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Google Investors, Be Careful What You Wish For


The company plans to test very high-speed last-mile services in selected markets. Is it a double-edged sword?

The newswires were all atwitter (not that Twitter) yesterday with the acknowledgment by Google (GOOG) that it plans to test out very high-speed last-mile services in some selected markets. Little is known other than some comments by product managers that it's talking about 1Gb/second speeds, pricing consistent with current offerings, and a commitment to net neutrality.

About five years ago, the world of dark fiber was holding a fire sale. Google piqued the interest of many with the discovery that it was actively acquiring the resource. I'm certain it lit some of the fiber for its own uses, but maybe we're just now seeing the early seeds of its intent.

This is really a double-edged sword for investors and represents the type of situation where you need to be careful what you wish for. Google has a very prosperous margin structure and there are few new revenue streams that would add to that. In reality, most would be a margin drag.

It's easier to demonstrate what I'm talking about by speculating on the potential impact of another recent announcement -- Nexus One. The Street bubbled about this smartphone in the weeks leading up to its debut at the Consumer Electronic Show in January. Despite the buzz, it's another Android phone and will have to compete with other Android phones. But what if it's successful, as successful, say, as Research In Motion (RIMM) was last year? Exactly what does that do to Google's business model?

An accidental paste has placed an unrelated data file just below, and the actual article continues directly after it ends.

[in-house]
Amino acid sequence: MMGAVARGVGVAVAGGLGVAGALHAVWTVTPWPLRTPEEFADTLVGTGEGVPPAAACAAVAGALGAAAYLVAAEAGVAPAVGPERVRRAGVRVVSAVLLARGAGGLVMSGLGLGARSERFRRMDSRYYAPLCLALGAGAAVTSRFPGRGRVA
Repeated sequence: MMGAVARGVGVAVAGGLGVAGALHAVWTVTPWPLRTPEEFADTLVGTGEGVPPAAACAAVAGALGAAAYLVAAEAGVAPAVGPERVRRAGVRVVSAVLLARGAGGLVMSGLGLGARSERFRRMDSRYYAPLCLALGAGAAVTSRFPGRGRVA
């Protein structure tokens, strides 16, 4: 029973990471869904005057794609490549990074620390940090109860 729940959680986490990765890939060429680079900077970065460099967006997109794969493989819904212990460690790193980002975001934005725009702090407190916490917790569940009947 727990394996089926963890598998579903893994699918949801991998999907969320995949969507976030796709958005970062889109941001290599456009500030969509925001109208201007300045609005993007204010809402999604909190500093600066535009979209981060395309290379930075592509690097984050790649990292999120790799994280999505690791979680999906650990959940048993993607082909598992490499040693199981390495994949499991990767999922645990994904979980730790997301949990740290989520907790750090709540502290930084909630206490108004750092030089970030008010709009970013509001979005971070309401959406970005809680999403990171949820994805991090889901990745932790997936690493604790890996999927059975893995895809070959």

Just for fun, let's take Street consensus for Google in 2010 and pretend that the Nexus One delivered Blackberry-like results. Thirty-four million units generated a little over $14 billion for Research in Motion over the last 12 months. However, the operating margin on that revenue was 21%, far lower than Google's 35%.

But the Nexus One has maybe a dozen essentially identical competitors in the Android world. What if the Nexus One can only deliver operating margins equivalent to a competitive cell phone or around 10%? More margin pressure!

Granted this is unlikely to happen over the course of one year, but it's the direction margins are headed that counts and it's not what most Google investors signed on for.

Now, take this scenario one step further. Let's pretend that Google ramps up a very capital intensive, low margin, high-speed networking operation. You know the rest of that story.
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